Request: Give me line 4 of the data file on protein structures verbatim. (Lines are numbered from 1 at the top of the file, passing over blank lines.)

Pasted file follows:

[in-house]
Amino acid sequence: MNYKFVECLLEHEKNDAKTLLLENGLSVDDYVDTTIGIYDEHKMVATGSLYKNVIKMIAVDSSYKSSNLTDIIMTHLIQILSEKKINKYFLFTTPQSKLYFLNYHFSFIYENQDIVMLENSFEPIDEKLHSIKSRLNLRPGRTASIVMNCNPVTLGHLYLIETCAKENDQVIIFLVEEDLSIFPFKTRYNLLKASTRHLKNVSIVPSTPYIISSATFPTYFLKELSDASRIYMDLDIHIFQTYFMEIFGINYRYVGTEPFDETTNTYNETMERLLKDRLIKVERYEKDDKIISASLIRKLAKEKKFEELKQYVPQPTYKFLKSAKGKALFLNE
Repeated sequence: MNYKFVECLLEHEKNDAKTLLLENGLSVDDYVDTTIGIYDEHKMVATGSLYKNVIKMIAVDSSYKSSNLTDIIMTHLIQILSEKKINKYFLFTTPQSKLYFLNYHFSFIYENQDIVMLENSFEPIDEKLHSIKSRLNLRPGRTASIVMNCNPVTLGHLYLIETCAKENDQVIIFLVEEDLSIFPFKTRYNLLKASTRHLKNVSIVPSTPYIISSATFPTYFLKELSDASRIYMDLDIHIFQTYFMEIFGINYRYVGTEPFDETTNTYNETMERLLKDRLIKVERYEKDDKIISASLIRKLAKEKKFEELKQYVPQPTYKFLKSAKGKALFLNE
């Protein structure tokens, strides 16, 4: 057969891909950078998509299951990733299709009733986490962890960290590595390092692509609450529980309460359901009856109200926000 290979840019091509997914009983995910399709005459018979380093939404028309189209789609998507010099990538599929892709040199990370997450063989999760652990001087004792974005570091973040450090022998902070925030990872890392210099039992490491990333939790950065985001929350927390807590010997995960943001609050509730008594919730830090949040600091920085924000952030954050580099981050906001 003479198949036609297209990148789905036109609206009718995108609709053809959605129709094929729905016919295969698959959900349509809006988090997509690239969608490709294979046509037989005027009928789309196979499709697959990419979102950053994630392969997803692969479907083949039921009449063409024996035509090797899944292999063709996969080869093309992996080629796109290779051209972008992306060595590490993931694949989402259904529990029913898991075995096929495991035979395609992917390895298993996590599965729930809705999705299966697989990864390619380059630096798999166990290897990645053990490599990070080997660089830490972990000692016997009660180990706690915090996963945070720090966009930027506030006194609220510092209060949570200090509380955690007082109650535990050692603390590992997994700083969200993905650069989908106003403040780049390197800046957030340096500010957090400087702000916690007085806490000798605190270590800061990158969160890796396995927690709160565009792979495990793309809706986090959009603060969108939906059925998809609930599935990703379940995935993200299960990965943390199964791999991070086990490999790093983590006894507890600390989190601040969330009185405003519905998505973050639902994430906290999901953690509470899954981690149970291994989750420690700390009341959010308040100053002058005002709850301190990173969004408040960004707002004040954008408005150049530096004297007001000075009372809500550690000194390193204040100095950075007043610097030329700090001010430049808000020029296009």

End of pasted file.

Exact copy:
């Protein structure tokens, strides 16, 4: 057969891909950078998509299951990733299709009733986490962890960290590595390092692509609450529980309460359901009856109200926000 290979840019091509997914009983995910399709005459018979380093939404028309189209789609998507010099990538599929892709040199990370997450063989999760652990001087004792974005570091973040450090022998902070925030990872890392210099039992490491990333939790950065985001929350927390807590010997995960943001609050509730008594919730830090949040600091920085924000952030954050580099981050906001 003479198949036609297209990148789905036109609206009718995108609709053809959605129709094929729905016919295969698959959900349509809006988090997509690239969608490709294979046509037989005027009928789309196979499709697959990419979102950053994630392969997803692969479907083949039921009449063409024996035509090797899944292999063709996969080869093309992996080629796109290779051209972008992306060595590490993931694949989402259904529990029913898991075995096929495991035979395609992917390895298993996590599965729930809705999705299966697989990864390619380059630096798999166990290897990645053990490599990070080997660089830490972990000692016997009660180990706690915090996963945070720090966009930027506030006194609220510092209060949570200090509380955690007082109650535990050692603390590992997994700083969200993905650069989908106003403040780049390197800046957030340096500010957090400087702000916690007085806490000798605190270590800061990158969160890796396995927690709160565009792979495990793309809706986090959009603060969108939906059925998809609930599935990703379940995935993200299960990965943390199964791999991070086990490999790093983590006894507890600390989190601040969330009185405003519905998505973050639902994430906290999901953690509470899954981690149970291994989750420690700390009341959010308040100053002058005002709850301190990173969004408040960004707002004040954008408005150049530096004297007001000075009372809500550690000194390193204040100095950075007043610097030329700090001010430049808000020029296009």